- Museum number
Mahogany Cased Mantel Clock.
Mahogany veneered soft-wood case with round top. The front panel with an inlaid string of satin? wood and with canted fluted pilasters at the sides. Base with moulded top and four brass button feet. The sides have oval cut-outs filled with pierced brass frets backed with red material. Hinged, glazed front bezel and a solid door at the back
The hinged brass bezel, with bevel-edge glass is attached to a circular brass plate with four feet pinned to the movement front plate. Silvered brass dial with an outer circle for minutes with triangle marks at the hours, surrounding hours I-XII. A winding hole above VI. Blued-steel spade-pattern hour and minute hands.
Spring-driven, eight-day movement with rectangular brass plates and four plain cylindrical pillars retained by pins at the front and screws at the back. Going barrel with winding ratchet mounted on the front plate. Five wheel going train, the wheels with four crossings. Platform club-tooth lever escapement with jewelled bearings for the escape wheel, lever and balance, those for the balance with endstones. Jewelled pallets and a ruby impulse stone. Spiral balance spring with an index mounted on the balance cock.
With the clock a brass butterfly handle winding key.
- Production date
Height: 31 centimetres (case)
Width: 21.50 centimetres (case)
Depth: 14.60 centimetres (case)
- Curator's comments
It has been suggested that the platform escapement is not original due to its altered attchment holes. The platform design is of a type found on Gillett and Johnston clocks according to Glanville & Wolmuth, though the crude fitting is not what would be expected on these high quality clocks.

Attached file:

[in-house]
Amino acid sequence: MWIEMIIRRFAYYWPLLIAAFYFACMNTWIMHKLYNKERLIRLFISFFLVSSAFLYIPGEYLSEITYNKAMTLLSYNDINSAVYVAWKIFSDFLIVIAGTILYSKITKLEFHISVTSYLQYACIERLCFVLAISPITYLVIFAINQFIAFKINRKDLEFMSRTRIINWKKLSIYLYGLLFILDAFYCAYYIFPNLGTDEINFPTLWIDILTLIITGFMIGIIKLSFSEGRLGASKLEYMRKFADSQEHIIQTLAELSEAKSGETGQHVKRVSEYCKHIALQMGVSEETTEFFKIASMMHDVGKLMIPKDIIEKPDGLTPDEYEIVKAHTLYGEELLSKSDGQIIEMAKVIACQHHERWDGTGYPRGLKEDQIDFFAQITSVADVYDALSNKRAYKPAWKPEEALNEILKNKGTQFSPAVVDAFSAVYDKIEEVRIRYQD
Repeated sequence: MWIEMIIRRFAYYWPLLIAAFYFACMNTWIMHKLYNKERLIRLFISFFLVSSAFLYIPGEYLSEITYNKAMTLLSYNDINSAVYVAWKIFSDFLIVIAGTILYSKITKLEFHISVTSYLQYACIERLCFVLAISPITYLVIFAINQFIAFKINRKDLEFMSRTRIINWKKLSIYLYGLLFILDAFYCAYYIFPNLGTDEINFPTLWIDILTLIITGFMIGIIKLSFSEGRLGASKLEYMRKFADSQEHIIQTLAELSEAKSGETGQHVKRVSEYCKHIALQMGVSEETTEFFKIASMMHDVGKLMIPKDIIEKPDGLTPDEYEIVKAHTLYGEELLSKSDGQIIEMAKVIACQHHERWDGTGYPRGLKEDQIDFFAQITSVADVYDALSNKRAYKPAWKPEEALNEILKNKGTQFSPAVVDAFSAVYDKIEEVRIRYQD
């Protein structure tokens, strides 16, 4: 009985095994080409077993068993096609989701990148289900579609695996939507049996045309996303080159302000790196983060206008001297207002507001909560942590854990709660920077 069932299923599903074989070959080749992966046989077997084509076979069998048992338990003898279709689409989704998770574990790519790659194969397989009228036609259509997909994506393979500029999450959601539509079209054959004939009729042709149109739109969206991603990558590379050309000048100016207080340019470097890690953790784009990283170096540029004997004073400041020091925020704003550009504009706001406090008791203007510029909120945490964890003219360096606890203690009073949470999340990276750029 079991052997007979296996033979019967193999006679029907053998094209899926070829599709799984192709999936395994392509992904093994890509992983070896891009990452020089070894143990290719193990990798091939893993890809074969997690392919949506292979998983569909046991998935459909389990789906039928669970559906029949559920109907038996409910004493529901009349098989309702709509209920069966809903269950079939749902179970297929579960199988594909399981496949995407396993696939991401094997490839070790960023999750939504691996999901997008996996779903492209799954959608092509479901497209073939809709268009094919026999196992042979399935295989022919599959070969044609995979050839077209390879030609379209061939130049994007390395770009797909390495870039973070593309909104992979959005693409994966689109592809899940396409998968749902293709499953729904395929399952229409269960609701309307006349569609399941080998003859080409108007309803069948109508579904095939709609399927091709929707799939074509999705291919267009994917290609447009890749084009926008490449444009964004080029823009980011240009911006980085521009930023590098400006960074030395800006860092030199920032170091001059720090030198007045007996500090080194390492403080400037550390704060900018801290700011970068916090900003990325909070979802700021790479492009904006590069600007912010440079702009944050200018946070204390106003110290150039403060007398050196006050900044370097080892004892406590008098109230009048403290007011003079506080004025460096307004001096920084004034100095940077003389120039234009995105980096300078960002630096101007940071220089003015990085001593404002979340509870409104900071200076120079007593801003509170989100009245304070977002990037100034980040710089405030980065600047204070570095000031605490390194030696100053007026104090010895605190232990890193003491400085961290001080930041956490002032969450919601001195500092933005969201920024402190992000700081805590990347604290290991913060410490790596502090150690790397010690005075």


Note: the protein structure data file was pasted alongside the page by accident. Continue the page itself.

The great arbor rear pivot hole has been extensively 'punched up'.
See 'Clockmaking in England and Wales in the Twentieth Century : the industrialized manufacture of domestic mechanical clocks' by John Glanville and William M. Wolmuth, Crowood Press , 2015 p 142 + 153
The present platform escapement is not original. The holes for attachment to the movement have been crudely elongated to allow for correct positioning and there are brass collar spacers between the platform and the top edges of the movement plates to achieve the correct position to engage with the contrate wheel.
The method of attaching the dial, dial-plate and bezel to the case has been altered. Now, replacing three wood screws, there are three bolts which pass right through the case front and are secured by washers and hexagonal nuts. Drilling the holes through has splt the wood away on the inside of the case.
- Not on display
- Latest: 4 (Nov 2010) dirty
- Acquisition date
- Acquisition notes
- This clock is part of the Glanville and Wolmuth Collection, a comprehensive collection of twentieth century domestic mechanical factory-made clocks made in England and Wales.
- Britain, Europe and Prehistory
- Registration number
- Additional IDs
Previous owner/ex-collection number: 176 (Glanville & Wolmuth Collection)